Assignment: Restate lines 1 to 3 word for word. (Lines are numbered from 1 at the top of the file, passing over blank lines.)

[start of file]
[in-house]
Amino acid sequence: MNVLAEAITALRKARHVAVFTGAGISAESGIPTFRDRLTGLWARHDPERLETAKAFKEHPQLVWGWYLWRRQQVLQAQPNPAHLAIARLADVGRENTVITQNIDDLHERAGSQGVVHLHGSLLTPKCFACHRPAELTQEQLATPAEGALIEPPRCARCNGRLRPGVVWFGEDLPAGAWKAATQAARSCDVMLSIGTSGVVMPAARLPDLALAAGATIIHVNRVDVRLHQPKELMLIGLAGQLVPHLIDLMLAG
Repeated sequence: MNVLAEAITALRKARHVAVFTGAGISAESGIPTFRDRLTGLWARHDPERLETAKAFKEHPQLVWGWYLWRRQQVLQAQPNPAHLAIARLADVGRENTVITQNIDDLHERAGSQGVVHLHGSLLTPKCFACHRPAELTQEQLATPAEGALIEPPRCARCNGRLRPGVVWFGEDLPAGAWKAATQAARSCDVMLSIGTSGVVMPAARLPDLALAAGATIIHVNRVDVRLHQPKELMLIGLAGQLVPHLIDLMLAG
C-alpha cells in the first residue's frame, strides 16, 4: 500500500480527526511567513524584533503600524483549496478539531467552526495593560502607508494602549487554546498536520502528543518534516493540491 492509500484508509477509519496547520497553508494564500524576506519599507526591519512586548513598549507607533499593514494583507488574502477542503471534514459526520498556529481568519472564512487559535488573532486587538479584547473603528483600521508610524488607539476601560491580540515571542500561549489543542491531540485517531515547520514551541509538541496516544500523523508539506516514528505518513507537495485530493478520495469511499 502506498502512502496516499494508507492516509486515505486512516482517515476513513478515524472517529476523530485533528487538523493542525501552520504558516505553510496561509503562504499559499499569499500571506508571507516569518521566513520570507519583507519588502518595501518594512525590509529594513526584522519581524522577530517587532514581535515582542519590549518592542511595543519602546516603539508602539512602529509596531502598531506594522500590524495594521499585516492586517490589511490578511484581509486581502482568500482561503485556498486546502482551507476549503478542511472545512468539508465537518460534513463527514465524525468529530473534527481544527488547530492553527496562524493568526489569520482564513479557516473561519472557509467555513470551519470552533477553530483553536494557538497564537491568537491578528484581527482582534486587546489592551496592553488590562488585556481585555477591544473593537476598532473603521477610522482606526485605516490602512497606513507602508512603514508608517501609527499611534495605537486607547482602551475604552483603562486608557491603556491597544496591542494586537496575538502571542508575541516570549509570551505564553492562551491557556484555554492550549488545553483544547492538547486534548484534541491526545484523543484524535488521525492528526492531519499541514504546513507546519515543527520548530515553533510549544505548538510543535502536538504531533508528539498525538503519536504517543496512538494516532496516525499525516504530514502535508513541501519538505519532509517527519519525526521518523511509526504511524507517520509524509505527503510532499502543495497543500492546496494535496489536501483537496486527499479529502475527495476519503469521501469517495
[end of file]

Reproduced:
[in-house]
Amino acid sequence: MNVLAEAITALRKARHVAVFTGAGISAESGIPTFRDRLTGLWARHDPERLETAKAFKEHPQLVWGWYLWRRQQVLQAQPNPAHLAIARLADVGRENTVITQNIDDLHERAGSQGVVHLHGSLLTPKCFACHRPAELTQEQLATPAEGALIEPPRCARCNGRLRPGVVWFGEDLPAGAWKAATQAARSCDVMLSIGTSGVVMPAARLPDLALAAGATIIHVNRVDVRLHQPKELMLIGLAGQLVPHLIDLMLAG
Repeated sequence: MNVLAEAITALRKARHVAVFTGAGISAESGIPTFRDRLTGLWARHDPERLETAKAFKEHPQLVWGWYLWRRQQVLQAQPNPAHLAIARLADVGRENTVITQNIDDLHERAGSQGVVHLHGSLLTPKCFACHRPAELTQEQLATPAEGALIEPPRCARCNGRLRPGVVWFGEDLPAGAWKAATQAARSCDVMLSIGTSGVVMPAARLPDLALAAGATIIHVNRVDVRLHQPKELMLIGLAGQLVPHLIDLMLAG